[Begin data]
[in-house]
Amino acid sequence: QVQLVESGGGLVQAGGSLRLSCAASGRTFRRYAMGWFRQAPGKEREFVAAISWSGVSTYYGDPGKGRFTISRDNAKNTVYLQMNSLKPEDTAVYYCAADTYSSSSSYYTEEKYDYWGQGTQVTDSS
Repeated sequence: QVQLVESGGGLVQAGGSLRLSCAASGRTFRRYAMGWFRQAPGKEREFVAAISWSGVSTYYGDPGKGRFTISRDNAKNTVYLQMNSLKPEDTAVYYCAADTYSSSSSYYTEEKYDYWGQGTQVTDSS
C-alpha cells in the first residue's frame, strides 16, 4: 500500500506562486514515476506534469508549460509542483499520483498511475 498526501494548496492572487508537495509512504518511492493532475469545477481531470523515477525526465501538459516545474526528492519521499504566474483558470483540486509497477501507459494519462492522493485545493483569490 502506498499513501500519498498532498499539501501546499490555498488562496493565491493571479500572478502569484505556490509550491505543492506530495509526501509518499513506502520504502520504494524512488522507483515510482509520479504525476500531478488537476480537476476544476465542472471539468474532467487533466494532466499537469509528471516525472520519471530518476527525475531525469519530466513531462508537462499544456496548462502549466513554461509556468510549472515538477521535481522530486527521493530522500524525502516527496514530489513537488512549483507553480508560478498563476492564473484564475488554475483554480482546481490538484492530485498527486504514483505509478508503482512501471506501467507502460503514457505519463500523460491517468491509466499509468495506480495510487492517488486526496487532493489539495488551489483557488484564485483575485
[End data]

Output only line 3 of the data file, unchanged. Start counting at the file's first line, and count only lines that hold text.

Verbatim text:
Repeated sequence: QVQLVESGGGLVQAGGSLRLSCAASGRTFRRYAMGWFRQAPGKEREFVAAISWSGVSTYYGDPGKGRFTISRDNAKNTVYLQMNSLKPEDTAVYYCAADTYSSSSSYYTEEKYDYWGQGTQVTDSS